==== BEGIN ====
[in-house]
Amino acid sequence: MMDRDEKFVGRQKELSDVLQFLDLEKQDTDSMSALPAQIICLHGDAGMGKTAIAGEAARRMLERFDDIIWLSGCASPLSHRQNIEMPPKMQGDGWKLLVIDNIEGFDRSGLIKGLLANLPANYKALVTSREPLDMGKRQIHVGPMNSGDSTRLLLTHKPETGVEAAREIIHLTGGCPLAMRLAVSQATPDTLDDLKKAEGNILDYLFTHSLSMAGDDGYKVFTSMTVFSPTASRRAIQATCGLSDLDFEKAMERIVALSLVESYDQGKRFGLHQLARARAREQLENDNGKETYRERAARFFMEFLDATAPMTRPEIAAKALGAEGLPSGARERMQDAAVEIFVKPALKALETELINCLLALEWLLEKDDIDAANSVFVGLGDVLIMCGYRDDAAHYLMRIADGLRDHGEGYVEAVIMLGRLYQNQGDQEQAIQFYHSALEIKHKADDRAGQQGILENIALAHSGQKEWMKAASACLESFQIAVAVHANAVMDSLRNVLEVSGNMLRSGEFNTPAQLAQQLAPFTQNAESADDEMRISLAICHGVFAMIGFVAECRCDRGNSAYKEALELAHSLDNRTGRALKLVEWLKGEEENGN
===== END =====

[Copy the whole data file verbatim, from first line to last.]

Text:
[in-house]
Amino acid sequence: MMDRDEKFVGRQKELSDVLQFLDLEKQDTDSMSALPAQIICLHGDAGMGKTAIAGEAARRMLERFDDIIWLSGCASPLSHRQNIEMPPKMQGDGWKLLVIDNIEGFDRSGLIKGLLANLPANYKALVTSREPLDMGKRQIHVGPMNSGDSTRLLLTHKPETGVEAAREIIHLTGGCPLAMRLAVSQATPDTLDDLKKAEGNILDYLFTHSLSMAGDDGYKVFTSMTVFSPTASRRAIQATCGLSDLDFEKAMERIVALSLVESYDQGKRFGLHQLARARAREQLENDNGKETYRERAARFFMEFLDATAPMTRPEIAAKALGAEGLPSGARERMQDAAVEIFVKPALKALETELINCLLALEWLLEKDDIDAANSVFVGLGDVLIMCGYRDDAAHYLMRIADGLRDHGEGYVEAVIMLGRLYQNQGDQEQAIQFYHSALEIKHKADDRAGQQGILENIALAHSGQKEWMKAASACLESFQIAVAVHANAVMDSLRNVLEVSGNMLRSGEFNTPAQLAQQLAPFTQNAESADDEMRISLAICHGVFAMIGFVAECRCDRGNSAYKEALELAHSLDNRTGRALKLVEWLKGEEENGN